The type of method that is the focus of this study is a mathematical one that uses multiple regression analysis to develop an equation for estimating arch perimeter, as described by Sanin et al,22 Paulino et al23 and Al-Khatieeb et al.24 This method involves analysis of the relationship between arch lengths, widths, and perimeters.

Sanin et al22 found that dental arch width and length had a direct, strong relationship with the dental arch perimeter; thus, they developed the following regression equation to predict dental arch perimeter: Dental arch perimeter= (dental arch width × 0.504) + (dental arch length × 1.525) + 14.856. This equation is believed to be accurate. In 2008, Paulino et al23 proposed a regression equation that utilized inter-canine width to predict arch perimeter (referred to as arch length in their article): Arch length (perimeter) = (1.36 × inter-canine width) + 29.39. In 2014, Al-Khatieeb et al24 tried to predict arch perimeter based on dental arch width at the level of each tooth: 35.07+ 2.59(R1-L1) + 0.18(R2-L2) + 0.03(R3-L3) + 0.10(R4-L4) + 0.003(R5-L5) + 0.10(R6-L6) for the maxillary arch, and 15.66 + 4.19 (R1-L1) + 0.21(R2-L2) + 0.05(R3-L3) + 0.47 (R4-L4) + 0.23(R5-L5) + 0.10 (R6-L6) for the mandibular arch.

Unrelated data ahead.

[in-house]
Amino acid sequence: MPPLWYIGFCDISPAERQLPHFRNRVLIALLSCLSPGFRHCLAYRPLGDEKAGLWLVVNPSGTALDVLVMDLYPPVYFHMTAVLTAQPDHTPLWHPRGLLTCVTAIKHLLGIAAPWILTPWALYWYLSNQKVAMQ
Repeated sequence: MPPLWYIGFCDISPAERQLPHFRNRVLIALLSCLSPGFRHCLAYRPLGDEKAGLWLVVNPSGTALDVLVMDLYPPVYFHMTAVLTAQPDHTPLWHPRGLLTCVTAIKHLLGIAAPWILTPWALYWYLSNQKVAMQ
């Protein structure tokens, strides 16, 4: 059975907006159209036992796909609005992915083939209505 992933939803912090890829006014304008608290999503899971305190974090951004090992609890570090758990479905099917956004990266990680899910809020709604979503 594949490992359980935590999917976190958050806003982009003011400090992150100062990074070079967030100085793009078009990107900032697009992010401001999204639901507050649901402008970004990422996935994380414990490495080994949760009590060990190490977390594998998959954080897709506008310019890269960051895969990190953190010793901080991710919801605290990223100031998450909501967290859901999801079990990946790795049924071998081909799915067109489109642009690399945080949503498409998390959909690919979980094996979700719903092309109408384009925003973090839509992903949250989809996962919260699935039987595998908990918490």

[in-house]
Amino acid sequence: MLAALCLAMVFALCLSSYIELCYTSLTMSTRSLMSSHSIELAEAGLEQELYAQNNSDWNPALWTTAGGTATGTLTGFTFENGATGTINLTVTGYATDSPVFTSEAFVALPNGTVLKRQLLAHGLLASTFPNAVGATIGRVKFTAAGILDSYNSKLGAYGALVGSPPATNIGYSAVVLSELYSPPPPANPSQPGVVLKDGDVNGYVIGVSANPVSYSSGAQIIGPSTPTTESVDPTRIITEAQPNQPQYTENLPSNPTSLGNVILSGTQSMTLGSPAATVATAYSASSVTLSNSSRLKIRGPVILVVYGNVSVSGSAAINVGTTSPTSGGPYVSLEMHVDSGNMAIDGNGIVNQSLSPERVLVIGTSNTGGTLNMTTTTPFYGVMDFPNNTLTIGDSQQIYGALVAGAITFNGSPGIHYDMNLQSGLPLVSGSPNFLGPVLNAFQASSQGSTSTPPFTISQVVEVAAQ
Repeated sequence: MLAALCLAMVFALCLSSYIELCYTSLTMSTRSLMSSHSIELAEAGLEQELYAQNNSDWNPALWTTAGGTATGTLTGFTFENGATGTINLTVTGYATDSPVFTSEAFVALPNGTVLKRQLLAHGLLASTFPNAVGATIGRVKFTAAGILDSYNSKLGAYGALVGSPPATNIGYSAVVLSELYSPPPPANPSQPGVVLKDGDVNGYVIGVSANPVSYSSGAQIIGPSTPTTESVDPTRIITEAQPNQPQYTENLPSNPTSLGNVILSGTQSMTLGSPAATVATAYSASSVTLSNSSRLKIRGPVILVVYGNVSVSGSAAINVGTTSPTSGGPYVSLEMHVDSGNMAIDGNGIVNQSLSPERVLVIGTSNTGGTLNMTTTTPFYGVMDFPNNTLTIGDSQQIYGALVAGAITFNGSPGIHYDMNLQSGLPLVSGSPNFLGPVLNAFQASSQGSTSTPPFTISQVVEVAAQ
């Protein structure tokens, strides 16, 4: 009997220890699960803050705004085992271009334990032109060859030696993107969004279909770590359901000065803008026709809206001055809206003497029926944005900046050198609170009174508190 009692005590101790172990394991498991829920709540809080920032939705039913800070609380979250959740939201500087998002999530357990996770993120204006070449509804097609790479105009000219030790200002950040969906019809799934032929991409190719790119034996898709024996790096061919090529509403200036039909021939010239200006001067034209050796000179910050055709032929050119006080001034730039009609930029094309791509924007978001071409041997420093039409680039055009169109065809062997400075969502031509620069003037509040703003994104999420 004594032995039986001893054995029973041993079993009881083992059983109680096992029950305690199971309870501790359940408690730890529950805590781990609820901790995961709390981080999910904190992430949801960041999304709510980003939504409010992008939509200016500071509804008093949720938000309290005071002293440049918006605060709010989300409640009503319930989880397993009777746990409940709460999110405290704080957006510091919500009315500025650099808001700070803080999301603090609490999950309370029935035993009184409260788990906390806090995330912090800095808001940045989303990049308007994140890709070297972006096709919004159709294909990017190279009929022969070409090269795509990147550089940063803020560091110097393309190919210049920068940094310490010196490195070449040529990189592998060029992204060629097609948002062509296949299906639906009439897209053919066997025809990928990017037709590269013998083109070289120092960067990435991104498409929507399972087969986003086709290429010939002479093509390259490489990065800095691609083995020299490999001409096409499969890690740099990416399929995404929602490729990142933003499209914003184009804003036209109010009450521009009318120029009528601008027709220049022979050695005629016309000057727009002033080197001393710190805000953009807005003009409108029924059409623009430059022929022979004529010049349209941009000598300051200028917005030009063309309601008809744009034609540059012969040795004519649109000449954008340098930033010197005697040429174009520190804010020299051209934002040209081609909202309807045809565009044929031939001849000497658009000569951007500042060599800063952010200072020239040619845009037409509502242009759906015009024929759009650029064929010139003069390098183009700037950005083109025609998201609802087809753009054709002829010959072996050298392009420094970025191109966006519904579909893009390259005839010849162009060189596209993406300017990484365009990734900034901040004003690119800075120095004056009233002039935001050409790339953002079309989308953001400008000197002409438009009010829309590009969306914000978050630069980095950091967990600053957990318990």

Ricketts et al25 found that the arch length increased by 1 and 0.25 mm for each 1 mm increase in the inter-canine and inter-molar distances, respectively, but their method of assessment was not published. Alternatively, a parabolic curve equation26,27 and Ramanujan’s equation for measurement of the ellipse28,29 have also been proposed.

The aim of the present study is to develop new regression equations that utilize dental arch width and length to predict the dental arch perimeter.

Materials and Methods